Race for New York Mayor’s office sees Bill De Blasio edging it

Democrat wins mayoral primary with enough support to avoid a run-off

New York

Democratic voters in New York have put Bill de Blasio, the city’s public advocate who had been languishing in fourth place in the opinion polls, on the cusp of outright victory in the party’s primary elections, with early results indicating that he might have enough support to avoid a run-off.

Given the sway of the Democrats in the nation’s largest city, a clear mandate from the party faithful is expected to win Mr de Blasio the keys to City Hall when the incumbent, Michael Bloomberg, steps down at the end of the year.

The Democratic nominee will face the Republican candidate, Joe Lhota, a former senior transportation official who won his party’s primary on Tuesday, in November. 

To secure the party’s nomination without going through a run-off, Mr de Blasio needs over 40 per cent of the vote from the Democratic primaries. Preliminary results show him with 40.12 per cent of the vote, just over the threshold and well ahead of his nearest rival, Bill Thompson, the city’s comptroller, who has around 26 per cent of the vote.

City election officials will recount the ballots today, after the Mayoral race paused today in remembrance of the terrorist attacks in downtown Manhattan on 11 September, 2001. Additionally, around 19,000 absentee and military ballots will be added to produce the finally tally next week.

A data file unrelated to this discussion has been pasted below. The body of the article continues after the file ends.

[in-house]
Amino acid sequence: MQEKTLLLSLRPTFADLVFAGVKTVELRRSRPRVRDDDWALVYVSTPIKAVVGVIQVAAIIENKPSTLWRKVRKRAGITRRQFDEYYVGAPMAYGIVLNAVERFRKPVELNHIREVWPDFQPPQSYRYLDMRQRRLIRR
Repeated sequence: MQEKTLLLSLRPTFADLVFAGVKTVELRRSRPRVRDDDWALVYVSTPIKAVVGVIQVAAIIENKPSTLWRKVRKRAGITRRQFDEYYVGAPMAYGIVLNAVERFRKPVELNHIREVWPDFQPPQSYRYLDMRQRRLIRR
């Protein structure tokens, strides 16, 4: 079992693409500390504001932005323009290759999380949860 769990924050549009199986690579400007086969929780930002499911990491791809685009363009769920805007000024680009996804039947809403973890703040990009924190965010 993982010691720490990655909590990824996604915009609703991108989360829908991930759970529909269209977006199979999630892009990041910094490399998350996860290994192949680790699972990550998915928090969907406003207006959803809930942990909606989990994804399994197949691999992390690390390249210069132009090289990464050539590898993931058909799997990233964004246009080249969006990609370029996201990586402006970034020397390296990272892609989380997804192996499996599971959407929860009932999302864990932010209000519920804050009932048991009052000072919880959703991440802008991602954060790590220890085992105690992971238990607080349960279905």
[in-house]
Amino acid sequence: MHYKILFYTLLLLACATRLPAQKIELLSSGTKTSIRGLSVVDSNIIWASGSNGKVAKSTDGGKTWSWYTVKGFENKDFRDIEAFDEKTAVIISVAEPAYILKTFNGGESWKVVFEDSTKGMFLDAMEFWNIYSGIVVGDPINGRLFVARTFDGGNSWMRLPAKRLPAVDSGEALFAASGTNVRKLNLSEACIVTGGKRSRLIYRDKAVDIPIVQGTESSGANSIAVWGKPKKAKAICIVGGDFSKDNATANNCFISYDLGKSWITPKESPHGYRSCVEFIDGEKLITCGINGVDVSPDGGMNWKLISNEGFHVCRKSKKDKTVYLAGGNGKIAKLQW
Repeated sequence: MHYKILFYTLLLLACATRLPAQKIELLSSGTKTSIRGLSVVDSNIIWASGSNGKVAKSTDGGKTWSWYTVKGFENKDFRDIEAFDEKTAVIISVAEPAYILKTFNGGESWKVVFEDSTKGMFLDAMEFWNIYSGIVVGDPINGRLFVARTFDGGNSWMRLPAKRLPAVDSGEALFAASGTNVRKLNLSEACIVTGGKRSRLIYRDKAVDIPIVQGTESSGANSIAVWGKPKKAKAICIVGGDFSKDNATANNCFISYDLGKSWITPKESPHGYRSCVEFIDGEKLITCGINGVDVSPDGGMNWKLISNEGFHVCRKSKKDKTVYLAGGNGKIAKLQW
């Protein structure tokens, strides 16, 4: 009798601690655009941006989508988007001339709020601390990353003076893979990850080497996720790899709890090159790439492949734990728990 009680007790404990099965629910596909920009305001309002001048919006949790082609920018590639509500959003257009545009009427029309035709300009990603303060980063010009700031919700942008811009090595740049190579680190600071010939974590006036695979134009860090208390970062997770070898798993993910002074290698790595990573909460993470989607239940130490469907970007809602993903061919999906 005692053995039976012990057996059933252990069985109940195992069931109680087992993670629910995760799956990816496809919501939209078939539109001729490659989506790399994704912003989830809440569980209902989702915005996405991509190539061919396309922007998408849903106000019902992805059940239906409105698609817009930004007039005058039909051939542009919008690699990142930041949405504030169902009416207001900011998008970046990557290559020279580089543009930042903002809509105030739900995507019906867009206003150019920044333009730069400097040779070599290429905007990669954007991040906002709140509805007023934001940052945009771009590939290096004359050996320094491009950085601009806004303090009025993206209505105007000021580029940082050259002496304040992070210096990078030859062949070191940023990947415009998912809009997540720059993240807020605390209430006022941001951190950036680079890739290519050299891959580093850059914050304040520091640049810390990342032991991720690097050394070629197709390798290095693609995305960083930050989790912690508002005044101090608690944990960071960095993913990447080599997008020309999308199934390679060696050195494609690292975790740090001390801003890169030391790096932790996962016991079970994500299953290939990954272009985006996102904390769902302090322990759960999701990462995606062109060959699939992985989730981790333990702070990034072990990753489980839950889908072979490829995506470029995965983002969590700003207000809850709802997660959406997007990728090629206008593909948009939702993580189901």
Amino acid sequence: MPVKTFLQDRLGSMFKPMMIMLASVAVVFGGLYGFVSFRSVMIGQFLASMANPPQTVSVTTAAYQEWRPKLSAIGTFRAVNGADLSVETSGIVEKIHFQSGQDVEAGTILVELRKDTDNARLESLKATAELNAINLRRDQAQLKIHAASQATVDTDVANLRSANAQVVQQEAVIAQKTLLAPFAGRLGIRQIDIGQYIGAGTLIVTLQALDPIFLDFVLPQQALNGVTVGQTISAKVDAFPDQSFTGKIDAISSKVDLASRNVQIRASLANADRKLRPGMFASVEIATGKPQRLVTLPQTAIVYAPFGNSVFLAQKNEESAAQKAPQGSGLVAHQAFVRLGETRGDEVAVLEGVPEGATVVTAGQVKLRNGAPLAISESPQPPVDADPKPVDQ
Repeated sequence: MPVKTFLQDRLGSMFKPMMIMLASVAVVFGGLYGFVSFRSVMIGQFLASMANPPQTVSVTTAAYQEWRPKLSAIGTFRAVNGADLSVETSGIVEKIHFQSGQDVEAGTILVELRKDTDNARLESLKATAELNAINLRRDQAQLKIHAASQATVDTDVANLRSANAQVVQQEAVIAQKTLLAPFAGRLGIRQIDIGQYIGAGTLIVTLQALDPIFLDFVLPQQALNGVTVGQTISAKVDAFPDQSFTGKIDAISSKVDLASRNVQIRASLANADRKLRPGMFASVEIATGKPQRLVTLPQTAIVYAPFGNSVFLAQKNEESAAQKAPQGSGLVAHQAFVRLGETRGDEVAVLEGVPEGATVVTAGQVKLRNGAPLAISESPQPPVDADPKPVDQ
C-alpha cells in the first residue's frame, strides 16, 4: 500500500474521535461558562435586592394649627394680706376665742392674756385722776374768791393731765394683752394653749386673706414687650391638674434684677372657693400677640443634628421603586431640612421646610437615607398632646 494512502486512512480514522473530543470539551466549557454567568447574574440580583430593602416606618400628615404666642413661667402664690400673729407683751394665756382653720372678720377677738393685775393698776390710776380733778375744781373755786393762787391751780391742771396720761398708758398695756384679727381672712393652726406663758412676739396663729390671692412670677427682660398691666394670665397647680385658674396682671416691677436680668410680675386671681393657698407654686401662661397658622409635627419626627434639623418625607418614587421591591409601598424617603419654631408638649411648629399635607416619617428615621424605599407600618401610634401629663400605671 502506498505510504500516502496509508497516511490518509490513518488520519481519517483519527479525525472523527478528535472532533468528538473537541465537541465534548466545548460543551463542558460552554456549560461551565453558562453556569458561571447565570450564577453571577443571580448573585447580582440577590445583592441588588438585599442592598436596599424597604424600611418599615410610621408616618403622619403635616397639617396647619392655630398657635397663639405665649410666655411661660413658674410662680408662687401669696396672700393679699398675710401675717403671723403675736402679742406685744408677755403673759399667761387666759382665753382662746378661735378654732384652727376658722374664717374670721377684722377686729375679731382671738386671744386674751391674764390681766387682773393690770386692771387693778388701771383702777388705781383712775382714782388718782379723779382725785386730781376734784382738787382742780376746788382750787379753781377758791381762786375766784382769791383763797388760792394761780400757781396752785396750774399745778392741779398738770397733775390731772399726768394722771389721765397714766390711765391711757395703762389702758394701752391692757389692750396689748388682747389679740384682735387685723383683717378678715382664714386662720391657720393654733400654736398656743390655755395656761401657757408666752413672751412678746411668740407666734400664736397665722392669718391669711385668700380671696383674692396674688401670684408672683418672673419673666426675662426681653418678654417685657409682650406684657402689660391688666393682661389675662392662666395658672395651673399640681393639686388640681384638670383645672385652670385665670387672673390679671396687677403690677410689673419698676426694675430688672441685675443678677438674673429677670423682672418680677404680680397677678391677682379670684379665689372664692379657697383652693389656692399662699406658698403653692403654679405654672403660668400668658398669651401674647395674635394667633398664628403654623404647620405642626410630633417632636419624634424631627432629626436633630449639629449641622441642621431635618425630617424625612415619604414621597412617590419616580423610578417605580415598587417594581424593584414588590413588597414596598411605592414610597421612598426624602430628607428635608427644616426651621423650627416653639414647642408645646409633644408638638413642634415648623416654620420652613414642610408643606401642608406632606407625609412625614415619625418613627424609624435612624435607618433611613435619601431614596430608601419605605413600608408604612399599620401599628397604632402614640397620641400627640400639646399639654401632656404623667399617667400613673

Given the wafer-thin margin between outright victory for Mr de Blasio and a run-off between him and Mr Thompson, the additional votes could influence the result either way.

On Tuesday night, as his lead became apparent, Mr de Blasio, the most liberal of the candidates, reiterated his campaign message: a break from the Bloomberg era during which, he says, the city turned a blind eye to the travails of its poorest and most marginalised citizens.

Calling his bid for City Hall an “unapologetically progressive alternative” to the way the city has been run by the billionaire Mayor, he said: “Settling for the status quo isn’t just too small. It’s a risk we as a city cannot afford to take.” On the stage, he was flanked by members of his mixed-race family, who have played a key role on the trail and in campaign ads.

Meanwhile, for Anthony Weiner and Elliot Spitzer, former Democratic party stars whose careers were undone by scandal and who had pinned their comeback hopes on these elections, the results were disappointing.

When Mr Weiner launched his campaign for City Hall, he seemed to be winning over New Yorkers with the message that he had learnt from his downfall, having been forced to resign from Congress after admitting that he had sent lewd pictures of himself over Twitter. But new revelations about his online conduct after his exit from Washington eventually proved too much for voters to swallow. The result: figures showed that a mere 5 per cent of Democratic votes had pulled the lever in his favour.

Mr Spitzer had targeted the more modest office of comptroller, hoping that memories of his tenure as state attorney general, when he became a national figure for going after Wall Street’s mightiest, would sway voters. But throughout the campaign, his rival for the party’s nomination, Scott Stringer, repeatedly reminded New Yorkers of a different chapter from Mr Spitzer’s past: his resignation as state governor after he was embroiled in a prostitution scandal. In the end, some 52 per cent backed Mr Stringer, the current Manhattan borough president, against around 48 per cent for Mr Spitzer.

Speaking on Tuesday night, Mr Spitzer said: “I am proud to have run a campaign over the past nine weeks that many thought was incapable to mount. We did it in a way that made me proud to revisit the issues we fought for when I was attorney general and governor, to lay out an agenda of what we believed was right for this great city.”

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